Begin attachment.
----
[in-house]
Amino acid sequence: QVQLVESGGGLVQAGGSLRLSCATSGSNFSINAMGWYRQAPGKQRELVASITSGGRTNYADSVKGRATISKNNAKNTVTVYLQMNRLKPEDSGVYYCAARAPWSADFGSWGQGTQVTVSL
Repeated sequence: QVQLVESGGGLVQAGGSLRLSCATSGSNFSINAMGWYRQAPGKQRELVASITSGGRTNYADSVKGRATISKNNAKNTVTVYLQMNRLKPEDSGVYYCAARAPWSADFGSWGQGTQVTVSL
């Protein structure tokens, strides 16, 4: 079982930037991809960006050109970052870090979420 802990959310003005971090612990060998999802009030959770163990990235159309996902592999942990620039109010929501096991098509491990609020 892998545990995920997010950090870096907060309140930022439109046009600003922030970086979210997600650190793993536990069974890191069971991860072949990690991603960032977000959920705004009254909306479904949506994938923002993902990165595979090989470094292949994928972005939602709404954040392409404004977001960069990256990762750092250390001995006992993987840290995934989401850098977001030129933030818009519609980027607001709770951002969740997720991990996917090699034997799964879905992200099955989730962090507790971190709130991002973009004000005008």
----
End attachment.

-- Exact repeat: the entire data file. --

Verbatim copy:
[in-house]
Amino acid sequence: QVQLVESGGGLVQAGGSLRLSCATSGSNFSINAMGWYRQAPGKQRELVASITSGGRTNYADSVKGRATISKNNAKNTVTVYLQMNRLKPEDSGVYYCAARAPWSADFGSWGQGTQVTVSL
Repeated sequence: QVQLVESGGGLVQAGGSLRLSCATSGSNFSINAMGWYRQAPGKQRELVASITSGGRTNYADSVKGRATISKNNAKNTVTVYLQMNRLKPEDSGVYYCAARAPWSADFGSWGQGTQVTVSL
């Protein structure tokens, strides 16, 4: 079982930037991809960006050109970052870090979420 802990959310003005971090612990060998999802009030959770163990990235159309996902592999942990620039109010929501096991098509491990609020 892998545990995920997010950090870096907060309140930022439109046009600003922030970086979210997600650190793993536990069974890191069971991860072949990690991603960032977000959920705004009254909306479904949506994938923002993902990165595979090989470094292949994928972005939602709404954040392409404004977001960069990256990762750092250390001995006992993987840290995934989401850098977001030129933030818009519609980027607001709770951002969740997720991990996917090699034997799964879905992200099955989730962090507790971190709130991002973009004000005008």